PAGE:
There must be scores of mobility providers constantly coming to USC with proposals for new mobility options—electric vehicles, scooters, and the like. What services draw your attention? How do you evaluate these new opportunities?

Tony Mazza: We get solicited all the time. Years ago, the focus was on various dockless bike-share systems, but we haven’t been approached by them in a while. That’s also true of docked bikeshare programs, but I don’t envision our students overwhelming the Metro bikeshare stations around our campus, despite the MyFig project that opened last August.

Recently, there have been more conversations on the electric scooter-sharing front. Because USC is private property, our approach has been to confiscate any of these scooters left on campus; this actually aligns with their own user agreements about not leaving scooters on private property. We’ve taken the same strong position with Bird, Lime, and other scooter-sharing companies because I feel they just contribute to clutter on campus and create safety hazards.

Having said that, we do maintain relationships with those scooter-sharing companies, because I recognize that they are eventually going to end up here whether we like it or not. Students believe they are a convenient, viable mode of transportation, so at some point, we’re going to have to put some official policies in place to deal with clutter and safety concerns.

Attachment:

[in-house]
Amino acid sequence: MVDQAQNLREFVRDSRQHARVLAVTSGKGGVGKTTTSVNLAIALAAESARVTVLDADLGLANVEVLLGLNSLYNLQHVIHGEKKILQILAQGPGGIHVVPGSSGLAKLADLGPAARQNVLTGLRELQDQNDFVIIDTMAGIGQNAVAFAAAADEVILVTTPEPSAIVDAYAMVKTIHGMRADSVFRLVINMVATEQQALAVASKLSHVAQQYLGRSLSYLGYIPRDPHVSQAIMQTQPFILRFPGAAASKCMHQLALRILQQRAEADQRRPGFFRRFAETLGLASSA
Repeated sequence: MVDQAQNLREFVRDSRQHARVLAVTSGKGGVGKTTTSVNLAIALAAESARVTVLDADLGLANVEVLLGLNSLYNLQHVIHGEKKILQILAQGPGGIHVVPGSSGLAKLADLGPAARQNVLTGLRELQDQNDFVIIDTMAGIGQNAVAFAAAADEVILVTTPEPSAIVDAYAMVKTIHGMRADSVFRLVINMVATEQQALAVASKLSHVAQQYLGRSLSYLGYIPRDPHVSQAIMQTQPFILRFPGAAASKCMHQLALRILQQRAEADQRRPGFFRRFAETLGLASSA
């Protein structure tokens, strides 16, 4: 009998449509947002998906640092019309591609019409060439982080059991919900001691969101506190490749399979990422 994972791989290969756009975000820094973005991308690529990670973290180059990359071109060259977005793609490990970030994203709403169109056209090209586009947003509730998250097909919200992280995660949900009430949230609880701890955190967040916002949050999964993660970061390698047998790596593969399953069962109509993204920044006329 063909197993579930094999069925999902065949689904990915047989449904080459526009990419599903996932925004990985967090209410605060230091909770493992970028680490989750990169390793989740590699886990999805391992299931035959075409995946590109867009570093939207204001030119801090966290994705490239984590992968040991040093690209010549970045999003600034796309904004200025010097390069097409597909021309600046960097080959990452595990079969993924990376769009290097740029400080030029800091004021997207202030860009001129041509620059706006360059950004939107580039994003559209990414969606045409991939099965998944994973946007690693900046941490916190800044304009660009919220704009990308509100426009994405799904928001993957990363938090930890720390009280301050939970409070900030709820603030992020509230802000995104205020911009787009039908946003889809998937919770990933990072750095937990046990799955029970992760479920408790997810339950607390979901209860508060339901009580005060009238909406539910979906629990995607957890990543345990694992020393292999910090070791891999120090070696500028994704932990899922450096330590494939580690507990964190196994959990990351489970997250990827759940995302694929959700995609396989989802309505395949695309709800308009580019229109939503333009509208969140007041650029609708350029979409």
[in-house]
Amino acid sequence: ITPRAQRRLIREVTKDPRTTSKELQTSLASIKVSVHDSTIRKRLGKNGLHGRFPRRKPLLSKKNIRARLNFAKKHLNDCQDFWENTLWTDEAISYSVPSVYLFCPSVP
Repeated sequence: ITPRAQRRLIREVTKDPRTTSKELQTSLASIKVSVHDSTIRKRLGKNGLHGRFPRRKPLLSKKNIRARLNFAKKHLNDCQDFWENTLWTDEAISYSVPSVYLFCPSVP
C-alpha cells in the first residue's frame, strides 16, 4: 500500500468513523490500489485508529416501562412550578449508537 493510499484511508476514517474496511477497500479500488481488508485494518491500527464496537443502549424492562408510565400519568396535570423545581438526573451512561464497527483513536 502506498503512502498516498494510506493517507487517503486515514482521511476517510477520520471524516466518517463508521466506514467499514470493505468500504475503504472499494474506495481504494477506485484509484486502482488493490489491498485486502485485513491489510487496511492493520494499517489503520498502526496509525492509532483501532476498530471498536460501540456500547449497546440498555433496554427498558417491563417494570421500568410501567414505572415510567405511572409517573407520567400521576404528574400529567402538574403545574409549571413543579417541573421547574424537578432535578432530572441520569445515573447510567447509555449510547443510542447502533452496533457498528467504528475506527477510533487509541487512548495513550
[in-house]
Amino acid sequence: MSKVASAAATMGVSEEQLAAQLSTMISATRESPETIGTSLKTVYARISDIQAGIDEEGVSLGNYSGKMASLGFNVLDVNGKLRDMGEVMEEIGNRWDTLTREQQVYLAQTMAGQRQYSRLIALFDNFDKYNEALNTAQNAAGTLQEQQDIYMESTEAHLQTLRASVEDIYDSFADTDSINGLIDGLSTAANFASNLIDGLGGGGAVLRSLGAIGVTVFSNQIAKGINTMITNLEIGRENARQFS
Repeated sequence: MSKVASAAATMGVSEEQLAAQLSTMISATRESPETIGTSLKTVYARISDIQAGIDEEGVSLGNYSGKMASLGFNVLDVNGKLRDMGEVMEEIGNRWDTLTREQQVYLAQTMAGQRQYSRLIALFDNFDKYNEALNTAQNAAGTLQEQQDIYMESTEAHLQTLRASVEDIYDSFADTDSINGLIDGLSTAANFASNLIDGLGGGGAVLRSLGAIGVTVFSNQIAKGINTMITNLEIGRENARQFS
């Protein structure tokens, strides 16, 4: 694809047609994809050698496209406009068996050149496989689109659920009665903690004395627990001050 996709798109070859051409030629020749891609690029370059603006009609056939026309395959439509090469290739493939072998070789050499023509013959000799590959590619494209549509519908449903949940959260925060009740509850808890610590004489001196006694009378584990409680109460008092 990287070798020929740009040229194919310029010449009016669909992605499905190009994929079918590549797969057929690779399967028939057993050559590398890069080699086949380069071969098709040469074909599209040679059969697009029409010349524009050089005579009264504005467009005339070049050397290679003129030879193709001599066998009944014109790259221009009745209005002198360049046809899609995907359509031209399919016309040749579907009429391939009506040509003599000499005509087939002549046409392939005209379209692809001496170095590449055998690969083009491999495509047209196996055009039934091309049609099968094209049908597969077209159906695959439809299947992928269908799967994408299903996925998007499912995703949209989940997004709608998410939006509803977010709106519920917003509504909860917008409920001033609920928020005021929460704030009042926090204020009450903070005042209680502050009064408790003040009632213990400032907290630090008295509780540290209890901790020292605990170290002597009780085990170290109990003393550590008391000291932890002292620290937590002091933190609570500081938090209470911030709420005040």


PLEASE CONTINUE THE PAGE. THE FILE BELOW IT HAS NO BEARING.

USC does have a partnership with one electric bycycle company - URB-E. Why?

Tony Mazza: URB-E is a fully-electric folding bicycle that customers typically purchase as a last-mile alternative to supplement their normal commute. It’s a relatively expensive option versus a bicycle, but they have sold appromiately 500 units on campus to staff, faculty and students who do have them take more responsibility for them, because they represent a significant investment.

I think that’s why the URB-E option is fundamentally different than a Lime or Bird scooter. When customers use either Bird or Lime, there’s no pride of ownership. They’ll get wherever they need to go and literally just abandon it—it doesn’t matter if it’s on an ADA ramp, in a red zone, or even the middle of a sidewalk. There’s pride of ownership with an URB-E because you pay a lot of money for it. Customers take care of them, keep them charged, lock them up where they’re supposed to, and don’t leave them just lying around.

What has USC learned from other universities with similar transportation management challenges and opportunities?

Tony Mazza: The collaborative university environment gives us an opportunity to share ideas in a different way than a private environment would. A few years ago, Stanford initiated the Pac-12 Conference, and invited all the parking and transportation directors. It’s one of the better conferences I’ve attended where we can share ideas, learn what other universities are doing, and understand how other operations compare to ours.